26 Jan Sleep Through the Snoring…
It is 1AM and I just started watching a movie. Am I a night owl? No, but I’m marred to someone who snores. Snoring is bad for everyone, not just the spouse. The person snoring isn’t really getting quality rest either, though they are doing a good imitation. Dr. Oz says, “the spouse of someone who snores can lose up to 5 years off of their life”. Why? When you frequently get less sleep than your body needs, it will accelerate the aging process and put you at higher risk of high blood pressure, cancer, memory loss and possibly, the early stages of diabetes. Aw, thanks hubby!
I reacted the wrong way to my husband’s snoring (I later apologized for hitting him with a pillow). I had stormed off to the couch, turned on the lights and put in a movie. Bright light at night will decrease how much melatonin your body produces. If you produce less melatonin, you sleep less.
Here are my top 2 tips for sleeping well:
- Turn down the lights at least an hour before bed. Bright light will stop your production of melatonin (your body’s natural sleeping aide). If you do get up in the night, keep the lights low. You might also want to stop using a night light.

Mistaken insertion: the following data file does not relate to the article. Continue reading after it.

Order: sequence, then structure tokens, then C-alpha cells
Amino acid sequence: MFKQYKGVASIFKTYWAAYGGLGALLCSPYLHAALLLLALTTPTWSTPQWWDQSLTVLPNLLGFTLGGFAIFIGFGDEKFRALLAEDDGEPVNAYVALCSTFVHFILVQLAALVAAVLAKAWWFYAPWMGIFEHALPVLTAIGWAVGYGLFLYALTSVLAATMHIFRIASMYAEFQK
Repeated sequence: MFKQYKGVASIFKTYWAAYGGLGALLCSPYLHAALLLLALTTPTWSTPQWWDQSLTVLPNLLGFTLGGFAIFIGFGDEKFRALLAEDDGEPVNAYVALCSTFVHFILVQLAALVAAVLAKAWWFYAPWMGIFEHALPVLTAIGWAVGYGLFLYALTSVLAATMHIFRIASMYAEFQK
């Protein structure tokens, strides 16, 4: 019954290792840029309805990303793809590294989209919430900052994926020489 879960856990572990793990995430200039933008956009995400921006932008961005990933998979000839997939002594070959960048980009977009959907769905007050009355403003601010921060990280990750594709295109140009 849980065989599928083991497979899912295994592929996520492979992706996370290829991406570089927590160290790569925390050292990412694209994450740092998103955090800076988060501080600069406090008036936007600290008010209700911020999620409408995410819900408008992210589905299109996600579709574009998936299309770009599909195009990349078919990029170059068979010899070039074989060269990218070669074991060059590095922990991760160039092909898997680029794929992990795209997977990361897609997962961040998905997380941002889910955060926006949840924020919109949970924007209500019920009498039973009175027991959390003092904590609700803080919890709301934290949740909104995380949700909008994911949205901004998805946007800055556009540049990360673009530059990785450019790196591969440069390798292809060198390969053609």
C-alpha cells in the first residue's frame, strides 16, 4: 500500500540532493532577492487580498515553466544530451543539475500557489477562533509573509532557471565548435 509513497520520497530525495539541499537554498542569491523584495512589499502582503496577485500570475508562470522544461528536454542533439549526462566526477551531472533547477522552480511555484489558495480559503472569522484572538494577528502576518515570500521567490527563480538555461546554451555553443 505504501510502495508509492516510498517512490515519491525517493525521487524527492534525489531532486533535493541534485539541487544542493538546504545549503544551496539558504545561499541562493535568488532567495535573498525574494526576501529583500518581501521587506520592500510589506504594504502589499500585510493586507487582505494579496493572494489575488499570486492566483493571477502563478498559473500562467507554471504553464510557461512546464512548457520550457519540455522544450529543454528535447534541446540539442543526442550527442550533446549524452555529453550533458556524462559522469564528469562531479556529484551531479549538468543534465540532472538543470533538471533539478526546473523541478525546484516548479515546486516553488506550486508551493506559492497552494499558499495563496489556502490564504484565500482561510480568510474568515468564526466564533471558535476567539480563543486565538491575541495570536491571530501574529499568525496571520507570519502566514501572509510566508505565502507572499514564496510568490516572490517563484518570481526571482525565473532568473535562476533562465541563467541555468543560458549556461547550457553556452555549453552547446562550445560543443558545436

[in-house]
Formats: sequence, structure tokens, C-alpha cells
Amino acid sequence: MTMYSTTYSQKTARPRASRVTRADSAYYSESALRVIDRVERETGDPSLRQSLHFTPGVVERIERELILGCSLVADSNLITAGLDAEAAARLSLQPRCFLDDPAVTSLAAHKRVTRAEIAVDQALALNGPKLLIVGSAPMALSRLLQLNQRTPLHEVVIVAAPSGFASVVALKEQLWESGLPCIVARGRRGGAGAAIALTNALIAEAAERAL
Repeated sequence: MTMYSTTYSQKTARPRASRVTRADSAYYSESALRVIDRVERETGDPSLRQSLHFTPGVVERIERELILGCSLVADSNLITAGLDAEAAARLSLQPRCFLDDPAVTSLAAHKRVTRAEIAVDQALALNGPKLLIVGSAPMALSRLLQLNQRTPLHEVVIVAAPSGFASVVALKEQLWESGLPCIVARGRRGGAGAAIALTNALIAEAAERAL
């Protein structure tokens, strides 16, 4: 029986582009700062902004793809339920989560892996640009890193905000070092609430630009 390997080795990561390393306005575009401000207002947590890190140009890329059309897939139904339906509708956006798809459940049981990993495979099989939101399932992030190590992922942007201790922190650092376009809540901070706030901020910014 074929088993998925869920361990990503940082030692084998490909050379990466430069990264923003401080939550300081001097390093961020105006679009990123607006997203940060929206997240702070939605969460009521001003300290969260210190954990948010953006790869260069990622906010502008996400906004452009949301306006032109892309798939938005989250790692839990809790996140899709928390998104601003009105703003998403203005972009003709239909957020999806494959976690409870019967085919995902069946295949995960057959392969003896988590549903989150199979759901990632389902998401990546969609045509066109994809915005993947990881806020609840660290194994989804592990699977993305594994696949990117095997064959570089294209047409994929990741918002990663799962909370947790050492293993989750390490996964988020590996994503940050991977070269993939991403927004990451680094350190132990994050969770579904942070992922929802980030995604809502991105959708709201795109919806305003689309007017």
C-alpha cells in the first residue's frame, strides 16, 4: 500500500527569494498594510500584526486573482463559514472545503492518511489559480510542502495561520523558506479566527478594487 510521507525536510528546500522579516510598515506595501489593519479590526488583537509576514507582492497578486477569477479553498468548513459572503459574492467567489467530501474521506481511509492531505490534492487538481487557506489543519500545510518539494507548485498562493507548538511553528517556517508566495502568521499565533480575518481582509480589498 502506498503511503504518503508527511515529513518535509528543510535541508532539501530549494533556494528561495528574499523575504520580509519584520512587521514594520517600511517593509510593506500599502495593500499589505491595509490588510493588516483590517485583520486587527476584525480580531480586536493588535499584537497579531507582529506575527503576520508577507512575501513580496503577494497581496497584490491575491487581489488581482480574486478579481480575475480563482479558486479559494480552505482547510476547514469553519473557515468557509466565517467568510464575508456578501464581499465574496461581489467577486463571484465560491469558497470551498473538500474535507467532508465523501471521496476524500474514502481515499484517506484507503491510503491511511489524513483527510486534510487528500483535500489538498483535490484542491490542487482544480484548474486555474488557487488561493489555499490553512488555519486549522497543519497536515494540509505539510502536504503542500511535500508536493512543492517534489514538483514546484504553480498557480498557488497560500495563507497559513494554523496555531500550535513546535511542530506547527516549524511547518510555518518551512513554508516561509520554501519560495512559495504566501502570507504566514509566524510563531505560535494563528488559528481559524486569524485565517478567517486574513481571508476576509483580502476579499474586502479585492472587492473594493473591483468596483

- Skip the glass of warm milk, it doesn’t work. Protein makes your body (and mind) more active, making sleep more difficult. In addition, I’m not getting any younger, I need my sleep, and I don’t want to get up to go to the bathroom during the night. A good snack before bed is a carbohydrate-based snack. For example: A handful of whole grain crackers or ½ cup of non-sweetened cereal (without milk).
Here is a recipe from Cooking Light that I make for dinner if I want to sleep well. Carbohydrates (rice) will make you feel a bit sleepy, and the lack of animal protein in this recipe, will calm your system.
Brown Rice and Sautéed Vegetables:
This filling, Asian-inspired dish is designed for leftovers and improvisation based on the odds and ends in your refrigerator. You can substitute other crunchy vegetables such as parsnips and fennel for the carrot and bell pepper.
Yield: 4 servings (serving size: 3/4 cup vegetables and 3/4 cup rice)
- 1 tablespoon vegetable oil
- 2 cups chopped onion
- 1 1/2 teaspoons dried basil
- 1 cup diced red bell pepper
- 1 cup thinly sliced carrot
- 4 cups torn spinach
- 1 cup chopped mushrooms
- 1/4 teaspoon salt
- 3 garlic cloves, minced
- 2 tablespoons low-sodium soy sauce
- 1/4 teaspoon black pepper
- 3 cups hot cooked long-grain brown rice
Heat oil in a large nonstick skillet over medium-high heat. Add onion and basil and sauté 2 minutes. Add bell pepper and carrot and sauté 4 minutes. Add spinach, mushrooms, salt, and garlic and sauté 3 minutes or until spinach is wilted. Stir in soy sauce and black pepper. Remove from heat and serve over rice.